Slip Opinion, at 16-17.

Wednesday, May 12, 2010

California Supreme Court Denies Petition for Review and Depublication Request in Jaimez v. Daiohs USA, Inc.

On May 12, 2010, the California Supreme Court denied the petition for review and request for depublication in Jaimez v. Daiohs USA, Inc., 181 Cal. App. 4th 1286 (2010). The docket statement to this effect is contained here. The Court of Appeal’s decision was discussed previously herehere, and here.

Friday, May 7, 2010

Fourth District Upholds Order Vacating $4M Class Default Judgment in Gutierrez v. G&M Oil Company, Inc.

On May 7, 2010, the Fourth District, Division 3, issued an interesting opinion in Gutierrez v. G&M Oil Company, Inc., __ Cal.App.4th __ (2010), holding that an in-house counsel’s act of concealing a wage class action from the board of the company was not, by virtue of his position, attributable to the company for purposes of Cal. Code Civ. Proc. § 473.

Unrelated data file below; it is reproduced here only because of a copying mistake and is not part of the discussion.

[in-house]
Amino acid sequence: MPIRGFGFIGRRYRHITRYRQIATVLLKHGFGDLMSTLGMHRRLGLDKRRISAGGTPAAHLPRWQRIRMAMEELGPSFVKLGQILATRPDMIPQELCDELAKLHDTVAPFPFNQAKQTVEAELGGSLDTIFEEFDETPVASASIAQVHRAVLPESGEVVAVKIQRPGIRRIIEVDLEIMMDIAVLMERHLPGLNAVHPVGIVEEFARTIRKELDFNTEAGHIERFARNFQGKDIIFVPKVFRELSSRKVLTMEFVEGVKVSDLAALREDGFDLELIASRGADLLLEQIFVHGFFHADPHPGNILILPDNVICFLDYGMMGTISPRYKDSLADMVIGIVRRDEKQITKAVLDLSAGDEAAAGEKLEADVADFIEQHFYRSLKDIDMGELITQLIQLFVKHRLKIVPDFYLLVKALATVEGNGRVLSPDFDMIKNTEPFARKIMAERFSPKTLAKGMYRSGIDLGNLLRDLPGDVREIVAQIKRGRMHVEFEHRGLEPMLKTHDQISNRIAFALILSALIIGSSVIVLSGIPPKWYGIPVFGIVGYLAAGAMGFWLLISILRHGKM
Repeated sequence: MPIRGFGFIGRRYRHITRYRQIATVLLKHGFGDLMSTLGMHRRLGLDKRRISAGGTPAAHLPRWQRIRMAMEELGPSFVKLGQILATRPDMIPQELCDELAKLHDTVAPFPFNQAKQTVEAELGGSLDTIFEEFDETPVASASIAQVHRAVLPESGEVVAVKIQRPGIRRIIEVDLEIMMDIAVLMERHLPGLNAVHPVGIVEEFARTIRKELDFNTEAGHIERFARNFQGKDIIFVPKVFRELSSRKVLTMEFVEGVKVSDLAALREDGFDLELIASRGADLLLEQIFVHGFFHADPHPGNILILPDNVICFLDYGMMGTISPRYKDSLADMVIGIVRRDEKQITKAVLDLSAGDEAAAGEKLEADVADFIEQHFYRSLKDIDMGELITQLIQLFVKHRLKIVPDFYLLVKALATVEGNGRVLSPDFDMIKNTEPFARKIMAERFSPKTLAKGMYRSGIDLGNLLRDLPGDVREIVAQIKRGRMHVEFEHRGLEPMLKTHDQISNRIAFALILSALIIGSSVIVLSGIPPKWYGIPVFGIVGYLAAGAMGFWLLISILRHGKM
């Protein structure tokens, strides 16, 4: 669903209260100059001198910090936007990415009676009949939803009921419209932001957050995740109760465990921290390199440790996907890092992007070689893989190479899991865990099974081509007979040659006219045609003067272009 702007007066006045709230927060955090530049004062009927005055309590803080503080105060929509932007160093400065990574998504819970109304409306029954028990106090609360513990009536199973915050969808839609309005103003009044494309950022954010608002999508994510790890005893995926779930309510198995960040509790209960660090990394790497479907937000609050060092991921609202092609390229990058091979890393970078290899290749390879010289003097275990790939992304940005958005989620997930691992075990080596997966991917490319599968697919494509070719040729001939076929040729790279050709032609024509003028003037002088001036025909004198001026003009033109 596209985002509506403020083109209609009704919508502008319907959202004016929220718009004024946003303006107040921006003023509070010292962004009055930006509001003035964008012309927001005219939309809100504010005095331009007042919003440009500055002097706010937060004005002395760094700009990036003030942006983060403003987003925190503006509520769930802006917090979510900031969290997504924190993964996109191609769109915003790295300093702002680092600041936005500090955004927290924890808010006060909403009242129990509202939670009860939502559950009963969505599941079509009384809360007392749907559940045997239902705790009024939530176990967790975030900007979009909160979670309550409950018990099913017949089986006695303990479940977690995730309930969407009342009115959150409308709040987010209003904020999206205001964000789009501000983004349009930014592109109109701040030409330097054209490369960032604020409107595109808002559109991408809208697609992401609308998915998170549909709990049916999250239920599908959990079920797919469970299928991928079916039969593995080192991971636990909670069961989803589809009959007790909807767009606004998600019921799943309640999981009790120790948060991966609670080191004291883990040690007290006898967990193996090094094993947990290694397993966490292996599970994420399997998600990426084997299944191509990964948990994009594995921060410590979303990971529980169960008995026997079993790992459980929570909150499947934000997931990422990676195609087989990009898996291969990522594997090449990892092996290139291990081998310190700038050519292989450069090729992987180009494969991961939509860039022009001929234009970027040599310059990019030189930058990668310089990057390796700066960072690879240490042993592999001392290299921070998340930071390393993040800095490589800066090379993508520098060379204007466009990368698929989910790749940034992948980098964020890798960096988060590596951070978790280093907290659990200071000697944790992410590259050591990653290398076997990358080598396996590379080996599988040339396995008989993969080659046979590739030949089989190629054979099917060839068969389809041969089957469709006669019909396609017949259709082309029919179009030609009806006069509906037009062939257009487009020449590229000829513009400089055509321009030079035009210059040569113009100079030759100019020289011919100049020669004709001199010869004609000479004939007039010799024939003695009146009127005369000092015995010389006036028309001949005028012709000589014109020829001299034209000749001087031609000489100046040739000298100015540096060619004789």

The case concerned an appeal of a trial court order setting aside a $4M class-wide default judgment that occurred when the in-house counsel decided to try his hand at some class litigation. After secretly accepting service of the complaint, and attending a couple of CMC hearings, the attorney apparently decided to call it a day, hiding the existence of the suit from his employer. [Is it just me, or are the facts of this case starting to parallel that episode of Leave It To Beaver entitled “The Haircut” (see “plot”)]. Subsequent to learning of the lawsuit, and the resulting $4M default judgment, the employer hired outside counsel, who thereafter had the judgment set aside under Section 473.

On appeal, the Court rejected plaintiff counsel’s argument that Section 473 was not available because the in-house counsel’s misconduct was attributable to the company, as a matter of law, by virtue of the in-house counsel relationship. Slip Opinion, at 8. Relying on the California Supreme Court’s decisions in General Dynamics Corp. v. Superior Court, 7 Cal.4th 1164 (1994) and PLCM Group, Inc. v. Drexler, 22 Cal.4th 1084 (2000), the Court reasoned that the in-house counsel was acting in his capacity of counsel, and as such, was an “independent third party” for purposes of Section 473. Slip Opinion, at 8-11.

Wednesday, May 5, 2010

Attorneys Matt C. Bailey and Dylan F. Pollard Announce New Partnership in Los Angeles Based Complex Litigation Firm: